The wait for Words of Radiance was a perfect opportunity to re-read The Way of Kings, a bulky, epic fantasy premiere that I remembered to be awesome, but couldn't remember why. In those thousand pages, some of which were slow and plodding, there ended up being a number of fantastically complicated and hard to remember twists and turns, and secrets worth re-discovering.
I'll divulge those secrets momentarily, because chances are if you're Googling The Way of Kings right now it’s because you're too lazy to re-read it yourself? And if not, just take this as a spoiler warning and go away :) In the meantime, there are a few other reflections that have come to me after a revisit of Brandon Sanderson’s debut to the Stormlight series.
Classic fantasy can be slow, long, boring and out of touch. Why start a traditional high fantasy these days? The question can be posed to both readers and authors — to authors, why plod over well trodden territory yet again, and to readers, what’s in it to read another Lord of the Rings-esque epic series that just isn't going to be as good as Tolkien?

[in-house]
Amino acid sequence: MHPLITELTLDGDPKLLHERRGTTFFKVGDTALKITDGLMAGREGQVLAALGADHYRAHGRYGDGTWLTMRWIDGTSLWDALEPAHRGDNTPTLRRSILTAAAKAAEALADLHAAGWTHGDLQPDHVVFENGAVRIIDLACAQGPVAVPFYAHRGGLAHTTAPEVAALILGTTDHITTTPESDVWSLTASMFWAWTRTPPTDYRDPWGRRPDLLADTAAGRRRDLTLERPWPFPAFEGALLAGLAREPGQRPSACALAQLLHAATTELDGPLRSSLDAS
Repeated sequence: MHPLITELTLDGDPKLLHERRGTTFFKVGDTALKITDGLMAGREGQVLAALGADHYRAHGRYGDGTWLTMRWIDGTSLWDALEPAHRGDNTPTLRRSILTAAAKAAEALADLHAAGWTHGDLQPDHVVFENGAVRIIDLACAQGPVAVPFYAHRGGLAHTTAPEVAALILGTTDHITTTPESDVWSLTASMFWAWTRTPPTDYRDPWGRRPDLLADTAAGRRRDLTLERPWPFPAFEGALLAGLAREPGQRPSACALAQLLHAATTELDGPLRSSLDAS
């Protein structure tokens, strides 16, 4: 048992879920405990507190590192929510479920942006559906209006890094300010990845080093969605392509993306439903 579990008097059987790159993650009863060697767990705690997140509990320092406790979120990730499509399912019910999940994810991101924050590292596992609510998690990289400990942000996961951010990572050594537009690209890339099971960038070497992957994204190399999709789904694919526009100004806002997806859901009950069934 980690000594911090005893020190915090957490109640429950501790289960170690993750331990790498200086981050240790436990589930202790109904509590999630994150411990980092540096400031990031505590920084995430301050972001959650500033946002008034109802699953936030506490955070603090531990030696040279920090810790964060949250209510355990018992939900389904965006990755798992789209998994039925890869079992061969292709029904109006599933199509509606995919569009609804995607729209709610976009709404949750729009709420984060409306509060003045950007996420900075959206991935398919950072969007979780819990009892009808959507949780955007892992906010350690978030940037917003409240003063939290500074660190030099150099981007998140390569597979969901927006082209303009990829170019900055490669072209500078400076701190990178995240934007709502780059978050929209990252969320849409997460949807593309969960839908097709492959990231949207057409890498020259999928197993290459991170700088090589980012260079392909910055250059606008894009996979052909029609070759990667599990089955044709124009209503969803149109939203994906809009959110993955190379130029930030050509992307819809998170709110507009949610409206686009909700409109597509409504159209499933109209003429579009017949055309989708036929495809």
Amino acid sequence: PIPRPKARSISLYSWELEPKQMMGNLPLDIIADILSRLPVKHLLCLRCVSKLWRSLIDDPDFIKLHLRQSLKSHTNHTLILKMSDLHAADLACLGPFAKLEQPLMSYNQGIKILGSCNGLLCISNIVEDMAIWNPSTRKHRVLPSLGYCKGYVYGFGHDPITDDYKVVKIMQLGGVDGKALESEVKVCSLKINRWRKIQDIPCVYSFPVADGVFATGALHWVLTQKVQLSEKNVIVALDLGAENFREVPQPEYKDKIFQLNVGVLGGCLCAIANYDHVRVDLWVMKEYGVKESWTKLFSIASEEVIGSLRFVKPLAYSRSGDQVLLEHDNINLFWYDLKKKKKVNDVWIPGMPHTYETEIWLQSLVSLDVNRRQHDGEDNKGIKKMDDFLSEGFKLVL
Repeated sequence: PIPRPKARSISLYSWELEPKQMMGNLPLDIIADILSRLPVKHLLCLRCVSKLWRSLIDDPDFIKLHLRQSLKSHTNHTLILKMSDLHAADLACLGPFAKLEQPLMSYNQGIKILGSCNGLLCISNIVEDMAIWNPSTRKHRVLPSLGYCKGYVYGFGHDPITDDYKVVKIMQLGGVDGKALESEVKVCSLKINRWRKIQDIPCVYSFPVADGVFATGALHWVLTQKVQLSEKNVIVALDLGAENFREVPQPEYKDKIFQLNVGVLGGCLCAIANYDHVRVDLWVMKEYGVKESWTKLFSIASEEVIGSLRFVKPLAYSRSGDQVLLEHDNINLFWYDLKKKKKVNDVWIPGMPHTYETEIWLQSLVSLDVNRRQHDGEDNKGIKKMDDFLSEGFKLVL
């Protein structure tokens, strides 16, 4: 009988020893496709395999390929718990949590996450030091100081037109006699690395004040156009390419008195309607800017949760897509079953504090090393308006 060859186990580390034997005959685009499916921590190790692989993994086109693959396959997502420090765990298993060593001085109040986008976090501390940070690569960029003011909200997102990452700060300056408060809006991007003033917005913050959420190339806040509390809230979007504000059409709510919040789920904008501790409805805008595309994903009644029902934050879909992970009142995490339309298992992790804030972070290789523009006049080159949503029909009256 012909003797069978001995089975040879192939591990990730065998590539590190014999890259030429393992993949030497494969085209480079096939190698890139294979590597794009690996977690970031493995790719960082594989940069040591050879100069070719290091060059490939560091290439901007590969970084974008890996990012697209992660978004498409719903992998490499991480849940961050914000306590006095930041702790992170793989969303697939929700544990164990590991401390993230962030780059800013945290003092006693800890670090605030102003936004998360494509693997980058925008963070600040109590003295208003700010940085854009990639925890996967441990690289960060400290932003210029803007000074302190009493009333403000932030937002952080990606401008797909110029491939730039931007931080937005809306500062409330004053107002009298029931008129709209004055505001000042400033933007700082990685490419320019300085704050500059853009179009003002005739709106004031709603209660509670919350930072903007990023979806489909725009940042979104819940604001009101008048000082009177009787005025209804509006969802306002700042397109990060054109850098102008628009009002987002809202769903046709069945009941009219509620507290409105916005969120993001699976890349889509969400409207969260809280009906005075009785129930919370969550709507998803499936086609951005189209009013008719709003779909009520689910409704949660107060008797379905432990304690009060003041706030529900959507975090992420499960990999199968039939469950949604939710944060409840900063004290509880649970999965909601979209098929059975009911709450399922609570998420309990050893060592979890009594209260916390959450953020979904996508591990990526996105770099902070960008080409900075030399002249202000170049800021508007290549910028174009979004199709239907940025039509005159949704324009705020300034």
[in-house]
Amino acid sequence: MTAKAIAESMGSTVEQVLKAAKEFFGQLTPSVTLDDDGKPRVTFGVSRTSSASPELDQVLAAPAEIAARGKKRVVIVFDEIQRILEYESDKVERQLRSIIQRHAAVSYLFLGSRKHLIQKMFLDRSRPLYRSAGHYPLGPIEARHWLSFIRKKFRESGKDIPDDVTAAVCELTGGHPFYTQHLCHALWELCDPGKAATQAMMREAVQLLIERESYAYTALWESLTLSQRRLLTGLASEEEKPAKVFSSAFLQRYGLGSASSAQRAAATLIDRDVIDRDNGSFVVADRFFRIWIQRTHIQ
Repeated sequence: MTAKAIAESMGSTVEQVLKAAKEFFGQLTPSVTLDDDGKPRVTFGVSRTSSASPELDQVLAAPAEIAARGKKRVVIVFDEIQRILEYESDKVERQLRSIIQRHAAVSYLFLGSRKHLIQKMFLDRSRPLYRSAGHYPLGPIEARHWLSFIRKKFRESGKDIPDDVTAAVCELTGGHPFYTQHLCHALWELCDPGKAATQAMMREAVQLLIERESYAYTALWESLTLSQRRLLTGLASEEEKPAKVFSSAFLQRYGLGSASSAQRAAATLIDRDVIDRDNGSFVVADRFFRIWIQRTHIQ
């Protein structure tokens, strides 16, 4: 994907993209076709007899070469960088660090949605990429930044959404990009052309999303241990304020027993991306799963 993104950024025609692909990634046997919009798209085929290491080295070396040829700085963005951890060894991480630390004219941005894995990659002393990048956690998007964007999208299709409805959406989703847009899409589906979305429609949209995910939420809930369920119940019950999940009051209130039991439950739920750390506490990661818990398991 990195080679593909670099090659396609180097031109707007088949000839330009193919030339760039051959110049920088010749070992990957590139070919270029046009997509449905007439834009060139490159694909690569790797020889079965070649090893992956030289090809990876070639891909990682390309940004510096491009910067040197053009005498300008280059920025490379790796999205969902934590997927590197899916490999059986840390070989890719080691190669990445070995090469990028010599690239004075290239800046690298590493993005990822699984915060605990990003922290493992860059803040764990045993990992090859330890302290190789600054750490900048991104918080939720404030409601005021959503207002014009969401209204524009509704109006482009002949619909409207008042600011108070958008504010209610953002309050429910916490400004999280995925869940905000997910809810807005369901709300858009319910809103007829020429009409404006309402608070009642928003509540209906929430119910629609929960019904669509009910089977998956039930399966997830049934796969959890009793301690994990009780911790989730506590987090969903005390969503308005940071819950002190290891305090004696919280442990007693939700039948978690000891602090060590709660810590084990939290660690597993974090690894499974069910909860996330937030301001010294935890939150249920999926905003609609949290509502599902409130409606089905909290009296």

That was my response to the initial announcement that Brandon Sanderson was moving away from the short, single contemporary fantasy novel that was Elantris and, after finishing another huge, epic, traditional fantasy (The Wheel of Time series by Robert Jordan) was going to start his own damn multi-volume huge epic. I mean, come on. I just finished reading WOT, I’m not caught up on A Song of Ice and Fire by George R. R. Martin, there are a dozen other series that have been recommended to me that I've never even touched (Discworld by Terry Pratchett, Stephen King’s Dark Tower, anything by Guy Gavriel Kay, Ursula K. LeGuin, Terry Goodkind, R. A. Salvatore, the list goes on) — does this sound like any other avid fantasy reader’s life? We've got catching up to do! Why are you giving us more?!